My purpose is to write a blog and later a publication that centers on the people and the cooperatives / producer groups in which their lives are entwined; to see the principles of Fair Trade from their view point by listening to their story, their narrative; to see how Fair Trade fits into their lives and understand what those principles mean to them.
How will I conduct this journey? Business class on international flights, 5-star hotels and fine dining, an entourage of $200/day translators, rented SUVs… No, like so many people involved in the Fair Trade Movement, I am of modest means. As I had done in 2005, I put my few belongings into storage, emptied my meager savings, loaded a backpack with a few changes of clothes, picked up a couple books for inspiration (read: Javatrekker by Dean Cycon, the founder of Dean’s Beans – highly recommended!), and a packed a durable Compaq laptop. All I need from this point forth are $7 backpacker guest houses, a coffee shop with wifi, and a range of anti-biotics prepared for those times local foods carry an extra punch. This is my life researching Fair Trade.
Who am I to conduct this research? In 2005, a friend wrote to me her observation of my year-long backpack Journey for Fair Trade; she stated, “There are dreamers, who dream; and there are dreamers, who do; you are of the latter.” More than a dreamer, I see myself as an advocate for the return of a marketplace which is integrated into the society in which it operates. In the time of Socrates, Plato and Aristotle, the Agora was a place for social, political and philosophical gatherings, an exhibition of the arts and culture, and a marketplace, all in one. It was the centerpiece of human activity.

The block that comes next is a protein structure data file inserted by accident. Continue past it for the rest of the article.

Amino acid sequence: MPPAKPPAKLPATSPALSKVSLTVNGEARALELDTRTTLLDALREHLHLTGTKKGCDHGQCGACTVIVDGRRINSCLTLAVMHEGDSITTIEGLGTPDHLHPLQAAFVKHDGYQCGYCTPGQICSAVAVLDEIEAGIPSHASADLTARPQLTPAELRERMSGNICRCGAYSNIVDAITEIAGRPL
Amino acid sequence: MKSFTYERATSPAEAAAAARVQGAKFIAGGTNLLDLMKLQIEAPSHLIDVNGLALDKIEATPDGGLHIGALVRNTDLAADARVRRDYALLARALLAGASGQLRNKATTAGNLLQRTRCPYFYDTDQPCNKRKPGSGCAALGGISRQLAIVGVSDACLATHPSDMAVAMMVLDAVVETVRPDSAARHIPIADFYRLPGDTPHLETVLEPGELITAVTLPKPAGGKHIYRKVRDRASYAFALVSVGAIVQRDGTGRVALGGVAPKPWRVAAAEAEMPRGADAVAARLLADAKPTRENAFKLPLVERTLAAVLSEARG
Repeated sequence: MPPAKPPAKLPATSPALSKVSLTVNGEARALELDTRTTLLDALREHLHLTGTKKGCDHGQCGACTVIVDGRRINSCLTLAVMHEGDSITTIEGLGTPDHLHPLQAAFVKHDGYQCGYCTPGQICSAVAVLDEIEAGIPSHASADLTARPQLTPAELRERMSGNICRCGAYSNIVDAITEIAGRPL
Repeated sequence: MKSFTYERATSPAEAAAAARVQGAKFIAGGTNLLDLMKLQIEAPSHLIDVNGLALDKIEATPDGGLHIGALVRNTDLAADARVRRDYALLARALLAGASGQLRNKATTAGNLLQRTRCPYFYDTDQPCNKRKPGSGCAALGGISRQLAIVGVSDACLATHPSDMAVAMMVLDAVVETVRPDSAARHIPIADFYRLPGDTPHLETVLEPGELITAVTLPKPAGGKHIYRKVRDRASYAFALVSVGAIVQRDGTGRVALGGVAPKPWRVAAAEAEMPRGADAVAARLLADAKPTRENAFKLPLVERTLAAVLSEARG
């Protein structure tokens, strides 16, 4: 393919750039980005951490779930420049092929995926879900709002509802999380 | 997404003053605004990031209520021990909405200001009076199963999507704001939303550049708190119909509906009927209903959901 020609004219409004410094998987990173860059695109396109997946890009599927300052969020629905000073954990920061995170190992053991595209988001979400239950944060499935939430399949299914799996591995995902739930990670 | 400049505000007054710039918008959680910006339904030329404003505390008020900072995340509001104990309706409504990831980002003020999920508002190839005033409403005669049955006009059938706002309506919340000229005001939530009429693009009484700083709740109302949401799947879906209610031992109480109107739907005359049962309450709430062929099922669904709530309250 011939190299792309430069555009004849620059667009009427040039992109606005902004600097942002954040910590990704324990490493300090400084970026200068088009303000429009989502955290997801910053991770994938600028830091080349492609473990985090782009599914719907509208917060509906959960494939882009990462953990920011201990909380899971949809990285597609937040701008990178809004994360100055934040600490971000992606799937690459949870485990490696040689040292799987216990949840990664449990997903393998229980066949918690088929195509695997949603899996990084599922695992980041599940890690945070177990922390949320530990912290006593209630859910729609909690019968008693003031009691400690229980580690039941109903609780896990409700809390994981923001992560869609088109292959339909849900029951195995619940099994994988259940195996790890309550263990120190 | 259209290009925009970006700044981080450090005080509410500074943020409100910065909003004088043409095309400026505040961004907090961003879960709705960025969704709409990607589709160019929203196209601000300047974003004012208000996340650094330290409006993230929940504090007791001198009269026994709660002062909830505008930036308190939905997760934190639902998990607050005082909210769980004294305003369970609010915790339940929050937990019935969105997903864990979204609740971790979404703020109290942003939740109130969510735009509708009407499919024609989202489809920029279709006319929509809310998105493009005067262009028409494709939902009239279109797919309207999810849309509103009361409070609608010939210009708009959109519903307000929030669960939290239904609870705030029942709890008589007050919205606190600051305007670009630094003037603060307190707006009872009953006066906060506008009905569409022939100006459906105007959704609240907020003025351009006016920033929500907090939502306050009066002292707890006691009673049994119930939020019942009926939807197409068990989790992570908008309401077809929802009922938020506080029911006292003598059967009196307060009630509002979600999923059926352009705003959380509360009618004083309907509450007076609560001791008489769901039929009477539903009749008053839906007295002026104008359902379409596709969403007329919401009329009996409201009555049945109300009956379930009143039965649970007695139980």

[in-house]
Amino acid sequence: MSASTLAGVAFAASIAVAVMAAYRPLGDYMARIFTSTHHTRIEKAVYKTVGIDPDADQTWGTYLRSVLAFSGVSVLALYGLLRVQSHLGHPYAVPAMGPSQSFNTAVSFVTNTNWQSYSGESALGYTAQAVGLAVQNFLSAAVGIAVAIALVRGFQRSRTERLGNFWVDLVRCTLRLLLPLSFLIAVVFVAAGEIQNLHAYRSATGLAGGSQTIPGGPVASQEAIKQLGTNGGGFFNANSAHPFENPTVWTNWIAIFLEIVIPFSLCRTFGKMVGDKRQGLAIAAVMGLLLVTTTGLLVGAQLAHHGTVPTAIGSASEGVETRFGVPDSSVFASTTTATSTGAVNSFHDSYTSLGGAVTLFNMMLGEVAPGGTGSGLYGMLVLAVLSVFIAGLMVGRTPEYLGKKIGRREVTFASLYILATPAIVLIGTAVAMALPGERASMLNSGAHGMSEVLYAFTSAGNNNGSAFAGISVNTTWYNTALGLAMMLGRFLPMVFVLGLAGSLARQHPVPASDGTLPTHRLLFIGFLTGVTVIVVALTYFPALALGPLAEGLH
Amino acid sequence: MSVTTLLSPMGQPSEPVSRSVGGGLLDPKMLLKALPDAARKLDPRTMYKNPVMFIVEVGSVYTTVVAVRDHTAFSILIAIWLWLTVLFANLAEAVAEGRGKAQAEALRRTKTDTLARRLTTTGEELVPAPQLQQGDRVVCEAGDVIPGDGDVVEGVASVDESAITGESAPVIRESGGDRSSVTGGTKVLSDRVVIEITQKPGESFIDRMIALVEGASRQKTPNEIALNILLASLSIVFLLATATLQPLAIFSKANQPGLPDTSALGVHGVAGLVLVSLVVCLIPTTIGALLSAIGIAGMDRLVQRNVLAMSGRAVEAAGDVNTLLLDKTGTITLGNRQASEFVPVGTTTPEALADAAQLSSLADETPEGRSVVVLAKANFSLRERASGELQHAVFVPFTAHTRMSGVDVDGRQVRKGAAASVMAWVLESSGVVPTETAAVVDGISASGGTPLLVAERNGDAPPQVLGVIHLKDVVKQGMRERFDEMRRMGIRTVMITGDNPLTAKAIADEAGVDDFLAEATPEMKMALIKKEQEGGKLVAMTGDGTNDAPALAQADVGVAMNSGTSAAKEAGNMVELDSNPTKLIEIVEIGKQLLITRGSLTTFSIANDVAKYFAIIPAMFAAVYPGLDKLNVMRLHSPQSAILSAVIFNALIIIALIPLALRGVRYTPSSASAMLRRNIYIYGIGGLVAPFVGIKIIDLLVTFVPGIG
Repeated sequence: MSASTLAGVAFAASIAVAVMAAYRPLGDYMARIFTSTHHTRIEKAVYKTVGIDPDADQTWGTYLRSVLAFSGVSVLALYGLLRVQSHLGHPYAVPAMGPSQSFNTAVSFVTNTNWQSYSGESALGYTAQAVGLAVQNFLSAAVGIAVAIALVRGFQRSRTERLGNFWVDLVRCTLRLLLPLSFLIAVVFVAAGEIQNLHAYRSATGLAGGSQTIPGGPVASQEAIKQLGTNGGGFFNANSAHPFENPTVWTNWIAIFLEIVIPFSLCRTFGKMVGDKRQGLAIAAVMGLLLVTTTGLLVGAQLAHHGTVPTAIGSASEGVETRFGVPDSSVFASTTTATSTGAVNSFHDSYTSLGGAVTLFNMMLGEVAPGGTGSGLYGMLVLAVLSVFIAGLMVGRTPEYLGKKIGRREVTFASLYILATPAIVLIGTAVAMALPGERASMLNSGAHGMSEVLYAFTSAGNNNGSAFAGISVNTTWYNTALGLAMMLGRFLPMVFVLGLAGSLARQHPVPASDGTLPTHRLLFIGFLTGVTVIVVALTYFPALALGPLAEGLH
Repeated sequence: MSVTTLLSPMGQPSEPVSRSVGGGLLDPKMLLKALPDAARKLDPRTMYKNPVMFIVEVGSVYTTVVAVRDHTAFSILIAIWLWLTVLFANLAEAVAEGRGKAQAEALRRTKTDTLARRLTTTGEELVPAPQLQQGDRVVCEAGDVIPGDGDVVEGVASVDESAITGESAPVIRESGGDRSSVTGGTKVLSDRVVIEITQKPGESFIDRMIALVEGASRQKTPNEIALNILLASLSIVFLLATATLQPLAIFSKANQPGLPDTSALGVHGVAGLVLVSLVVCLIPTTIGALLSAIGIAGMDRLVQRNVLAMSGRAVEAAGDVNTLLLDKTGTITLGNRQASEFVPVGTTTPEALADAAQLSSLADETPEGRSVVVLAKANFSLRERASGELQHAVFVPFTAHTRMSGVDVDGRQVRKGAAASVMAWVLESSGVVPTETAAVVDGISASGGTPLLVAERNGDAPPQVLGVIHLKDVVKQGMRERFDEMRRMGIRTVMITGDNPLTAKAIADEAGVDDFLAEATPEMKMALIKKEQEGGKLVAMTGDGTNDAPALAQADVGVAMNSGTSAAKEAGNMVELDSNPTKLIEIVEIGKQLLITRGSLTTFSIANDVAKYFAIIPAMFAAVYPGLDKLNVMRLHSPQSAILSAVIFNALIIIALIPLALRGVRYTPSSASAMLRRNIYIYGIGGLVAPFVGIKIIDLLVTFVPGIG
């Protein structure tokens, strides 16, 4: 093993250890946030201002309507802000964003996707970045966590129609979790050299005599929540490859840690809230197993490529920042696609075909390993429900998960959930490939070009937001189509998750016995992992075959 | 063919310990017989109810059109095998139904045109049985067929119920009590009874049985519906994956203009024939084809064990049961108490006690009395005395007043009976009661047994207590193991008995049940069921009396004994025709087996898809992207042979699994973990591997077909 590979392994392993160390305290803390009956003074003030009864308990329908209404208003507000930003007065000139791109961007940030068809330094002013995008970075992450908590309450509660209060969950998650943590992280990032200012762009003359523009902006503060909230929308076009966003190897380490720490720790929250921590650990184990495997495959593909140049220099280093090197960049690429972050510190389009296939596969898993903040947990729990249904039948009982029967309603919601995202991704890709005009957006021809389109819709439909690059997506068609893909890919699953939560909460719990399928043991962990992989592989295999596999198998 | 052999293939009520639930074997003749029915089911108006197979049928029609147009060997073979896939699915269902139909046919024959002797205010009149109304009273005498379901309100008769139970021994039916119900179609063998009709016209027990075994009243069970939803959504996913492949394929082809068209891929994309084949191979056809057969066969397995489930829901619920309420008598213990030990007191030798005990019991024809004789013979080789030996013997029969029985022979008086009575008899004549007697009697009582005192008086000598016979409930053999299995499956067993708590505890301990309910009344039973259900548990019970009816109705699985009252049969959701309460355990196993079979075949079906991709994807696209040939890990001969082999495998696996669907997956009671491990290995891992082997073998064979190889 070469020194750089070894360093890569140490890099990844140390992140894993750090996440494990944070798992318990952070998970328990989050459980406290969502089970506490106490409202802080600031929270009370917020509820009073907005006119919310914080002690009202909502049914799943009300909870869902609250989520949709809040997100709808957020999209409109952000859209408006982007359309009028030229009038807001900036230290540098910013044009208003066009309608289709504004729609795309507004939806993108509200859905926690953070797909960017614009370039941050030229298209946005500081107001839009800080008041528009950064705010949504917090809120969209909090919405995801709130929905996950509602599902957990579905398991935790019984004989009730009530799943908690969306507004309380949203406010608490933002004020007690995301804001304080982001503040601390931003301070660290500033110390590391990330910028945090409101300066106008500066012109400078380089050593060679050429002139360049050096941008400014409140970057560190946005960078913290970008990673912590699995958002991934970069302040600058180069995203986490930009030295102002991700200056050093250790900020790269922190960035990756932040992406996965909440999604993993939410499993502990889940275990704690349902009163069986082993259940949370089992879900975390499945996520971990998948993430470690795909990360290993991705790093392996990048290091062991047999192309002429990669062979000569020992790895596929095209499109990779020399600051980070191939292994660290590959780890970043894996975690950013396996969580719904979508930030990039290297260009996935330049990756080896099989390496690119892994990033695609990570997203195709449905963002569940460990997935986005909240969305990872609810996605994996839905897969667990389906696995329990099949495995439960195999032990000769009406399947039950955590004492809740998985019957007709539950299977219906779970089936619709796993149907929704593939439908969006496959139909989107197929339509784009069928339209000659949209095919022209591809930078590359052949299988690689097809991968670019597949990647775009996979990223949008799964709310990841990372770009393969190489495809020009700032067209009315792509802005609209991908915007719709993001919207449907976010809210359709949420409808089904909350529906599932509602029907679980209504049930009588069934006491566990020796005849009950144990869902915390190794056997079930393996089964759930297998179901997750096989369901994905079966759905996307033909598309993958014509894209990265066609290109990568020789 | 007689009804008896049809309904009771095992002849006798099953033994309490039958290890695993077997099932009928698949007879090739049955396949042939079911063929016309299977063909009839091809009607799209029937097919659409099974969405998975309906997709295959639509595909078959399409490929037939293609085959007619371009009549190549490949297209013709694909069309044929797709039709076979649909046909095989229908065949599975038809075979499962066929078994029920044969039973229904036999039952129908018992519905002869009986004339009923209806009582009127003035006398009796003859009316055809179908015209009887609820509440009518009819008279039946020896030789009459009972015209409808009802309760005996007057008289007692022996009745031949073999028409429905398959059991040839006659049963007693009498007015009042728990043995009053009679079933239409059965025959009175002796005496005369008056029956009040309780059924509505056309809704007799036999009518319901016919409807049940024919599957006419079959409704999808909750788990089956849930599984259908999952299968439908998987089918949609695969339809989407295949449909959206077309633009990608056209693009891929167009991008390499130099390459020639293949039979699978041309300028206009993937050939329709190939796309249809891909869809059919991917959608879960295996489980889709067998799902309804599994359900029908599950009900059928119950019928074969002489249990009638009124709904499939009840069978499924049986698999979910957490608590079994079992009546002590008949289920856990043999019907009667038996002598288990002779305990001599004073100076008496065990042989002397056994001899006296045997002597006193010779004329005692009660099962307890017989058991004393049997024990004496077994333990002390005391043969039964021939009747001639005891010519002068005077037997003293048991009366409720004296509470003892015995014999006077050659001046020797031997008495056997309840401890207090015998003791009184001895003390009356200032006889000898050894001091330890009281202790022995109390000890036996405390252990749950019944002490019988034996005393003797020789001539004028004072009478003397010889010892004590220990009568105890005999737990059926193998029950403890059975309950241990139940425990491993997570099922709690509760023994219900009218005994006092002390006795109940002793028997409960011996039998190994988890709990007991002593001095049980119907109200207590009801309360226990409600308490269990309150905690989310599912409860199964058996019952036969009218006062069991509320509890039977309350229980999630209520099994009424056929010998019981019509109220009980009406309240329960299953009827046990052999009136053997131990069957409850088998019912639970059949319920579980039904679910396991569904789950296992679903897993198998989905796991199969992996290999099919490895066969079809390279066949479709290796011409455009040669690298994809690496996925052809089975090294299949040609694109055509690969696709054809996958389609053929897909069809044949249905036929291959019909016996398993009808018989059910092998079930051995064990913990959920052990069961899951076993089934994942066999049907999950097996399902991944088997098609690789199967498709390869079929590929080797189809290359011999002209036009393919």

I believe that learning comes not only from academia and life itself, but more importantly in this journey, learning comes from listening to the voices that go unheard in the shrouded chambers of international trade negotiation and disregarded in the university halls of macro-economic studies. This selective hearing loss is a result of a concerted effort in which the field of economics has completely isolated itself from the social context upon which its very existence depends. For the vast majority of economists advising governance, trade is trade, nothing more than an exchange of goods and services devoid of context. This mono vision is degrading to humanity and simultaneously destroying the world we inhabit.
Perhaps my observant friend was correct; I may be a dreamer because I call for a post-autistic future for economics. This is my dream for the impact of a global Fair Trade movement: A future in which the marketplace is re-integrated with the humanities, labor and human rights are respected, and the environment is protected; the new Agora.
My journey is an open invitation for your comments, suggestions, and ideas; and if so inspired, I welcome invitations as I travel to listen and facilitate those voices of Fair Trade.